In Tuareg countries, blacksmiths, holders of fire, masters of iron, copper and silver, form a class apart in society. Their art is often associated with magic, which makes them fearsome. They have for ancestor, says the legend, a woman named "Tammennat", whose name still designates in the Air, a region in the North of Niger, "craftsmanship well done". Their techniques are passed down from generation to generation and are only assimilated with age and experience. The most skilled and the best is called "amyar", the workers are "énaden", and the apprentices are "ikerwaten", or "lambs"!
In the Sahara, it is the recycled silver that they work most willingly. For it has, according to the Prophet, the virtue of a blessing. Iron is an impure metal: it is prudent to use it only with copper and brass which neutralizes its effects. They are also often found associated with weapons of war or old anvils to protect users from iron objects. Copper also has prophylactic and curative properties, it heals wounds, and brass increases this power.
Although traditionally, gold has the reputation of bringing bad luck in the Sahara, a reputation that fades as one goes south, some city women sometimes have gold jewelry made. For this, however, we call on other craftsmen who are specialized in this material.
When I created my first jewelry collections, I only used recycled silver. Silver is always recycled, either from old coins, Talhers, or other old jewelry and decorative silver objects melted down. It has been recycled so much that its impurities have almost completely disappeared with repeated fusions. This makes Saharan silver very pure at 999/1000. It is then very white, very bright and very ductile! It is a soft metal that allows very fine and precise engraving! That's why our women's and men's jewelry is so detailed.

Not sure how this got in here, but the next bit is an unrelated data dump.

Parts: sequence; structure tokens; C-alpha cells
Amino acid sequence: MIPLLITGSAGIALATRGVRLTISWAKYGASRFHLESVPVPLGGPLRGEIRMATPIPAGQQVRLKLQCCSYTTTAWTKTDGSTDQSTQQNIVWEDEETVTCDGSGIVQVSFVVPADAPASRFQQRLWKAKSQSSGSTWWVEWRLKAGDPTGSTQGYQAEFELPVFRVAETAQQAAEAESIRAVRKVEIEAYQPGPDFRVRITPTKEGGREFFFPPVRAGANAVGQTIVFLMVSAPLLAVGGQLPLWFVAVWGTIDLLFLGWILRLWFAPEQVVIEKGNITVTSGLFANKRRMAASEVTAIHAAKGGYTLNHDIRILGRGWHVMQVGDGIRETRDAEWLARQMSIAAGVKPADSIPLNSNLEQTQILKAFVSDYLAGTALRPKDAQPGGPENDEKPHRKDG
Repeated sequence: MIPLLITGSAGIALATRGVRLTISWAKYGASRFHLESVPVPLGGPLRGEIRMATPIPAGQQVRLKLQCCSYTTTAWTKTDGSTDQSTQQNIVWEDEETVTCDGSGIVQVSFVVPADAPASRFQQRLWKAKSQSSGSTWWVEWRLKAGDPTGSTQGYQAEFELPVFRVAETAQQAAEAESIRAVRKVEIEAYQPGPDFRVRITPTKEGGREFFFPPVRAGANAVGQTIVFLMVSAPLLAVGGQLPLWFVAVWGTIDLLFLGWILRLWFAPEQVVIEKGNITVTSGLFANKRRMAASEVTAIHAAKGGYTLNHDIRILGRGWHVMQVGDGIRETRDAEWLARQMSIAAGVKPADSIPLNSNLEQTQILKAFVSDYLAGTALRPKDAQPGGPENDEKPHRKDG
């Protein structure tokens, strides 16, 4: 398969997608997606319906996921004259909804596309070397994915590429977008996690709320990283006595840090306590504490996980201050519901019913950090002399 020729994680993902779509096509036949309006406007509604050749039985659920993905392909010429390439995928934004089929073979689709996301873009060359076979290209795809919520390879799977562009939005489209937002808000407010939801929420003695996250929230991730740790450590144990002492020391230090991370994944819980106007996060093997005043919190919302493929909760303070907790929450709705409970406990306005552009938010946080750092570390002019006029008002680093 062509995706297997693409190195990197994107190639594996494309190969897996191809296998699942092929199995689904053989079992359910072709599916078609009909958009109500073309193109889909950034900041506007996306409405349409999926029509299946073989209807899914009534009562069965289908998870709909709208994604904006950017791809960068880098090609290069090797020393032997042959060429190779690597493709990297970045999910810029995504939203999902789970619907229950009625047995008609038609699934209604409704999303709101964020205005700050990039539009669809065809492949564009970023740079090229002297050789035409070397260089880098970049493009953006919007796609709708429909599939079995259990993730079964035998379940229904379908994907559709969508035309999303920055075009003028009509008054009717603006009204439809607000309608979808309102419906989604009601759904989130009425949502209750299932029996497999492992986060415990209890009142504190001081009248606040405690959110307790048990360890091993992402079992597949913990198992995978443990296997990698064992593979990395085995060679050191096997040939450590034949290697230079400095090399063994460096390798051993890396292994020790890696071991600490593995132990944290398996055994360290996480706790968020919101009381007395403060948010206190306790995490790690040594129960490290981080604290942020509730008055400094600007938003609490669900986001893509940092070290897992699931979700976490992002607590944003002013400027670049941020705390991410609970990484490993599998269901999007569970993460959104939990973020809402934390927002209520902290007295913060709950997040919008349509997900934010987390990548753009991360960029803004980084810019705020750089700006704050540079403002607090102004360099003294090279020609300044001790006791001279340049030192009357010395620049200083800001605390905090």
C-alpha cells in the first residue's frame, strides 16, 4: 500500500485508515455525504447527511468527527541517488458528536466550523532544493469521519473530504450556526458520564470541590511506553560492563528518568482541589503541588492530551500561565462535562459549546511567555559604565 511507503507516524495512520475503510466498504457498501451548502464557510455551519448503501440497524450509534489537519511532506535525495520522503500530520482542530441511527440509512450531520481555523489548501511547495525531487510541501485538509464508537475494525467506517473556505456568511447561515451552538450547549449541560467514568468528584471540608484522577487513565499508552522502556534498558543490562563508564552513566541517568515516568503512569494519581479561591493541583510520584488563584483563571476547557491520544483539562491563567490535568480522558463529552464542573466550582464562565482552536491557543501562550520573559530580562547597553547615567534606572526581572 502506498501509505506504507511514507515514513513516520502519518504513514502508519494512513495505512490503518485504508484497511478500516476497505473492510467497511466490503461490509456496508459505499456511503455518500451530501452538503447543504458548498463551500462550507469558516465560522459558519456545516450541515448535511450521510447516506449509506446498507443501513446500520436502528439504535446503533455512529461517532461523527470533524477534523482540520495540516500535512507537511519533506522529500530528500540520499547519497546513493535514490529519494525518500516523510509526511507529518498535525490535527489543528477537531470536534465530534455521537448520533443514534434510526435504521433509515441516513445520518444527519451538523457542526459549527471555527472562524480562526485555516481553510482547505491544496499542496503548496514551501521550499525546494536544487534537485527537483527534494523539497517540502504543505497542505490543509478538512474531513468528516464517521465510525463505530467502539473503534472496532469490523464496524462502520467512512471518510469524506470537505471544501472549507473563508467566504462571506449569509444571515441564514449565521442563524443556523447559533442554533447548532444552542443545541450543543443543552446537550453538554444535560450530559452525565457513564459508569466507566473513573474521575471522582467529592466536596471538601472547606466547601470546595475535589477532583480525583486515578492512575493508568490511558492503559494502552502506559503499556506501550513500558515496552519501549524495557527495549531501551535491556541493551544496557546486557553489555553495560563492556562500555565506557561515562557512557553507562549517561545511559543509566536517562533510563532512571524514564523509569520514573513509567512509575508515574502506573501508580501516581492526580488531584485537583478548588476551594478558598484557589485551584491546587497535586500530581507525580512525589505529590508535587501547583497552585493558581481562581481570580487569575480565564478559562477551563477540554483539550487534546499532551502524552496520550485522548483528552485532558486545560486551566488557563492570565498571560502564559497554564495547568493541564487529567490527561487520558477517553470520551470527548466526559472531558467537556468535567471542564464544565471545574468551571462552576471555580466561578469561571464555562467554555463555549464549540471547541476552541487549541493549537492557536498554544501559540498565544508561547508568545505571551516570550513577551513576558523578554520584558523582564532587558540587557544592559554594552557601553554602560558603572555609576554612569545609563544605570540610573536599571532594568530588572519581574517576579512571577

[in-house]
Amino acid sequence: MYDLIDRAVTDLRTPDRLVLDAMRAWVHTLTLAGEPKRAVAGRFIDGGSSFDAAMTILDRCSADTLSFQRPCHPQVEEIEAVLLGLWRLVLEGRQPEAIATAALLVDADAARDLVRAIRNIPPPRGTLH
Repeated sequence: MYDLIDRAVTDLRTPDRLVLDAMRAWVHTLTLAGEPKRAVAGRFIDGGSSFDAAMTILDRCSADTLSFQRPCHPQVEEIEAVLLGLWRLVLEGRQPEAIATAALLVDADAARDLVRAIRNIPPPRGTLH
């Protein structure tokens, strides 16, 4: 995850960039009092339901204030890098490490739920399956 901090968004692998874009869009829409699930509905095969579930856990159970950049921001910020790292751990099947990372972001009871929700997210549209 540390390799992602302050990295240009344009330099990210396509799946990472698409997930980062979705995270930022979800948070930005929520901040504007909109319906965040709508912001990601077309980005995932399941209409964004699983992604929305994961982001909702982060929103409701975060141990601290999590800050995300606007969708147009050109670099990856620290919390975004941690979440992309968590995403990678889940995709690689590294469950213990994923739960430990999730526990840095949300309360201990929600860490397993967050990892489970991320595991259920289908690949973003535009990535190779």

Over the years, craftsmen have shown me their work with ebony. The craftsmen of Agadez buy at the market fine branches of ebony, black, from the south. The pieces are small, so you can only do small things with them: for jewelry it's perfect!
I like the combination of silver and ebony which creates a strong contrast!
Craftsmen sometimes use bronze. Bronze is an alloy of copper and tin. In the old days we used the term "bronze" to refer to it, I find that beautiful too! It is harder than silver and therefore more difficult to engrave. When I design a bronze jewel, like an adjustable ring for example, I try to avoid asking the craftsmen to engrave it with fine patterns. Its color is yellow and I like to use it with silver. I like the vibration of the yellow bronze on the white of the silver. I use these two materials together a lot when I design Ombre Claire jewelry.
There is also the vermeil present in our collections. Vermeil is not made in the Sahara. Vermeil jewelry is jewelry that arrives in Paris in silver and is gilded by electrolysis! To make vermeil you have to put at least 5 microns of 18 or 24 carat gold on silver, which is a lot! Vermeil is therefore an alloy of silver and gold.
For a few years you have also been asking us for gilded bronze with fine gold. Here too the jewels are plated in Paris. The jewels come from the desert in bronze and are gilded between 1 and 3 microns in Paris.
Obviously all this small hardware has a price which varies according to the world cost of silver and gold! Bronze is less expensive and allows us at Ombre Claire to have slightly less expensive handmade jewelry!
Afterwards I mount all of this on silver, vermeil, golden brass chains made in Germany, or on cotton or silk links in many different colors made in Japan.
The ties bring color, like the cotton embroideries I do on some collections.
So I choose the materials according to the color I want to give the jewel, also according to the price I want to give it more or less...
And you, do you like to mix jewelry colors?
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